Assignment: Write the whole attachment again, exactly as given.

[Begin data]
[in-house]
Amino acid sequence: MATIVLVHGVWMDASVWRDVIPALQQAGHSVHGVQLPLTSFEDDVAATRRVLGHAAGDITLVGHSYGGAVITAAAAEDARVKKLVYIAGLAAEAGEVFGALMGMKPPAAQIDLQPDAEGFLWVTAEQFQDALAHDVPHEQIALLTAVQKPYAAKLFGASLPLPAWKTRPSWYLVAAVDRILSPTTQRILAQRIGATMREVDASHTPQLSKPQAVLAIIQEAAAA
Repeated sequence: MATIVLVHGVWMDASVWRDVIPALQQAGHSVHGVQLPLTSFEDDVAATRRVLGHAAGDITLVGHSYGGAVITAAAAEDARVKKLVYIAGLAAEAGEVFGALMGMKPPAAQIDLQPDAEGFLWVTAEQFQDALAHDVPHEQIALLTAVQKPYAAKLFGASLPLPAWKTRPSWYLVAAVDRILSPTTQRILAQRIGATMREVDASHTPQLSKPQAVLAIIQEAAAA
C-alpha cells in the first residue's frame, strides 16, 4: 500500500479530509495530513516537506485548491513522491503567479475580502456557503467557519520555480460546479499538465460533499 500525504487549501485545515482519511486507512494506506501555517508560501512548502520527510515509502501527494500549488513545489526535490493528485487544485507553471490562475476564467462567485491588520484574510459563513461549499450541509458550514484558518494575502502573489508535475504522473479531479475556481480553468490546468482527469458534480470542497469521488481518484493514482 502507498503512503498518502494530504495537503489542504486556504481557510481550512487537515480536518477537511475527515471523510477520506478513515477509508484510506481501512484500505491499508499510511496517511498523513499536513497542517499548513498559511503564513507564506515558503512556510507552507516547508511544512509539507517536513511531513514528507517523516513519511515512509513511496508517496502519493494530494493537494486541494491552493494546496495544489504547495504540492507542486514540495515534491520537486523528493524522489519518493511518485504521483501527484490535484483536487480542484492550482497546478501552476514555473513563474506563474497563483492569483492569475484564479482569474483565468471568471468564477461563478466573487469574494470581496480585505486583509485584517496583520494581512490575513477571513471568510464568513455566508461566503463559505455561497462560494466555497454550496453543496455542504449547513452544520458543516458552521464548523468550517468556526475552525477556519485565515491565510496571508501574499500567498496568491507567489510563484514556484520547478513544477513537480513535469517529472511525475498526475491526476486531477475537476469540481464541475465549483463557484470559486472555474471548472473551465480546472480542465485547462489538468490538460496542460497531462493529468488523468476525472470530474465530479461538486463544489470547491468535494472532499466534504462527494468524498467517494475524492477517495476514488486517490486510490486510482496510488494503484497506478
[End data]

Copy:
[in-house]
Amino acid sequence: MATIVLVHGVWMDASVWRDVIPALQQAGHSVHGVQLPLTSFEDDVAATRRVLGHAAGDITLVGHSYGGAVITAAAAEDARVKKLVYIAGLAAEAGEVFGALMGMKPPAAQIDLQPDAEGFLWVTAEQFQDALAHDVPHEQIALLTAVQKPYAAKLFGASLPLPAWKTRPSWYLVAAVDRILSPTTQRILAQRIGATMREVDASHTPQLSKPQAVLAIIQEAAAA
Repeated sequence: MATIVLVHGVWMDASVWRDVIPALQQAGHSVHGVQLPLTSFEDDVAATRRVLGHAAGDITLVGHSYGGAVITAAAAEDARVKKLVYIAGLAAEAGEVFGALMGMKPPAAQIDLQPDAEGFLWVTAEQFQDALAHDVPHEQIALLTAVQKPYAAKLFGASLPLPAWKTRPSWYLVAAVDRILSPTTQRILAQRIGATMREVDASHTPQLSKPQAVLAIIQEAAAA
C-alpha cells in the first residue's frame, strides 16, 4: 500500500479530509495530513516537506485548491513522491503567479475580502456557503467557519520555480460546479499538465460533499 500525504487549501485545515482519511486507512494506506501555517508560501512548502520527510515509502501527494500549488513545489526535490493528485487544485507553471490562475476564467462567485491588520484574510459563513461549499450541509458550514484558518494575502502573489508535475504522473479531479475556481480553468490546468482527469458534480470542497469521488481518484493514482 502507498503512503498518502494530504495537503489542504486556504481557510481550512487537515480536518477537511475527515471523510477520506478513515477509508484510506481501512484500505491499508499510511496517511498523513499536513497542517499548513498559511503564513507564506515558503512556510507552507516547508511544512509539507517536513511531513514528507517523516513519511515512509513511496508517496502519493494530494493537494486541494491552493494546496495544489504547495504540492507542486514540495515534491520537486523528493524522489519518493511518485504521483501527484490535484483536487480542484492550482497546478501552476514555473513563474506563474497563483492569483492569475484564479482569474483565468471568471468564477461563478466573487469574494470581496480585505486583509485584517496583520494581512490575513477571513471568510464568513455566508461566503463559505455561497462560494466555497454550496453543496455542504449547513452544520458543516458552521464548523468550517468556526475552525477556519485565515491565510496571508501574499500567498496568491507567489510563484514556484520547478513544477513537480513535469517529472511525475498526475491526476486531477475537476469540481464541475465549483463557484470559486472555474471548472473551465480546472480542465485547462489538468490538460496542460497531462493529468488523468476525472470530474465530479461538486463544489470547491468535494472532499466534504462527494468524498467517494475524492477517495476514488486517490486510490486510482496510488494503484497506478